Frequently Asked Questions

What role does the client play in the architectural design process?

The client’s role is at the core of the architectural or interior design process. Everything the architect does is to achieve the vision established with the client. The client knows they want a . . . Read More...


How long does the architectural process take?

The timeline varies with each project type. Actual construction is usually the longest phase of a project, thus retaining an architect for construction administration is helpful for reducing . . . Read More...


What is the process from architectural design through construction?

Most architects employ a five stage process: 1. Schematic Design Review multiple concepts that solve the client’s need. 2. Design Development Develop the best concept to a point where . . . Read More...


How is an architect compensated?

An architect may ask for a flat fee, or they may bill hourly. Either way, the compensation is usually equivalent to a certain percentage of the project’s total budget.


Does an architect add substantial cost to a project?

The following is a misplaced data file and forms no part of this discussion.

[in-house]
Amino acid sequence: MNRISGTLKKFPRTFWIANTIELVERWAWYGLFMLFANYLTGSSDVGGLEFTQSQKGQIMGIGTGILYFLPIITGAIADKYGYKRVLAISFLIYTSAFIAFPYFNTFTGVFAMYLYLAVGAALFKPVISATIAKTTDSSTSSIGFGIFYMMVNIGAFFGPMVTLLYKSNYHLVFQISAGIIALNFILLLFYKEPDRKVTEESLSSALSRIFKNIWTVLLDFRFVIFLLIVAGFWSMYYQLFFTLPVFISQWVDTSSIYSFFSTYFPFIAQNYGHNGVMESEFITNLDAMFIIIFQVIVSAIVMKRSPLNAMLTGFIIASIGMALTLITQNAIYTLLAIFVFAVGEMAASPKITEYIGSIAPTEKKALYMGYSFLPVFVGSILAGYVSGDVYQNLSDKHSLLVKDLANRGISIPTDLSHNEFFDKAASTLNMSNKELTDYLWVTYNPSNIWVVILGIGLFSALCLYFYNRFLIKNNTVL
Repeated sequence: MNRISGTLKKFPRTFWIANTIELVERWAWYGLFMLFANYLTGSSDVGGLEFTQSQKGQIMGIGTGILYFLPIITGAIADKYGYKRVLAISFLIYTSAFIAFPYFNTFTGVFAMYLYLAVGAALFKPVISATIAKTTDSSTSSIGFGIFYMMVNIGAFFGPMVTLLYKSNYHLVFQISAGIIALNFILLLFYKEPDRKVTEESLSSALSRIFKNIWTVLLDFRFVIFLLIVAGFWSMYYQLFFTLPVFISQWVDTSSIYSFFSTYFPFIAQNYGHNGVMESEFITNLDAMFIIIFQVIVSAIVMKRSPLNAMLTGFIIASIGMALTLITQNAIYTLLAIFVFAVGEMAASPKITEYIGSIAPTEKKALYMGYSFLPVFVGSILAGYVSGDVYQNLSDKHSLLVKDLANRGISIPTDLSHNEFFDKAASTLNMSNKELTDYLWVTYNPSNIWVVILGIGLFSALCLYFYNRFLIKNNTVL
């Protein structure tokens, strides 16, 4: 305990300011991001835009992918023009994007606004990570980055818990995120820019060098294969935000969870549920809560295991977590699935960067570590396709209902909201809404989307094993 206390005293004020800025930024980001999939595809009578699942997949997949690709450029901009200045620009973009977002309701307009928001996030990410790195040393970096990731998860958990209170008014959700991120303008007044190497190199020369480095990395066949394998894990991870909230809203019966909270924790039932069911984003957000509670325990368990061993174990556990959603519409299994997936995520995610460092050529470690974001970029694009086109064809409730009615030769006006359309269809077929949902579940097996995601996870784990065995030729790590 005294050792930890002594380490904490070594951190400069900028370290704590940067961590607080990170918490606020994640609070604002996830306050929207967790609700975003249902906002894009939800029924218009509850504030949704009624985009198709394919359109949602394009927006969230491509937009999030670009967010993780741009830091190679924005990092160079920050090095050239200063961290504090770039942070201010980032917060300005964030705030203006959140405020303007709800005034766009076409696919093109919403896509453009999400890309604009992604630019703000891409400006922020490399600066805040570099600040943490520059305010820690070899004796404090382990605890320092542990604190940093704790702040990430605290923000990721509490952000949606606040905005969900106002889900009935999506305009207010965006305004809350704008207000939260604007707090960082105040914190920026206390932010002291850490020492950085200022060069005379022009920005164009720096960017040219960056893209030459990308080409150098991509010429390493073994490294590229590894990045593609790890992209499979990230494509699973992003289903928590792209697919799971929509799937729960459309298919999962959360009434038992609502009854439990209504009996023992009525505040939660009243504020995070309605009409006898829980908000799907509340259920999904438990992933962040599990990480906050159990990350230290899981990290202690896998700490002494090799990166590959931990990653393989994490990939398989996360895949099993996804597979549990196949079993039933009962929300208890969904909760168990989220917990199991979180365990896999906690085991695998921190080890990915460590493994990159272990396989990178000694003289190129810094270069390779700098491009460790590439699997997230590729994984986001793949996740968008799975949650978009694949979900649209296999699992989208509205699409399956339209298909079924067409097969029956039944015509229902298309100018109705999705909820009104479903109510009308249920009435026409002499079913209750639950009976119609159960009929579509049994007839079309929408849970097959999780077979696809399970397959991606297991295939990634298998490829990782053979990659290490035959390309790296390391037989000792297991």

An architect’s fees are not insignificant, but they must be considered in a wider context. Some architects charge 12-15% of a project’s budget. Retaining M. Grisafe, with their client-centric . . . Read More...


How do I find the right architect for my project?

Visit The American Institute of Architects to search for AIA members in your area. Be sure to verify the architect is licensed in the state your project site is located. Try to find an architect . . . Read More...


Do I need an architect for my project?

With increased jurisdictional requirements the stamp of a design professional is needed for most commercial and residential projects where you are doing anything more than redecorating. An . . . Read More...


What exactly does an architect do?

An architect designs structures, interiors, and landscapes to give beauty, function, and strength to the built environment. A good architecture firm delivers this with an exceptional standard of . . . Read More...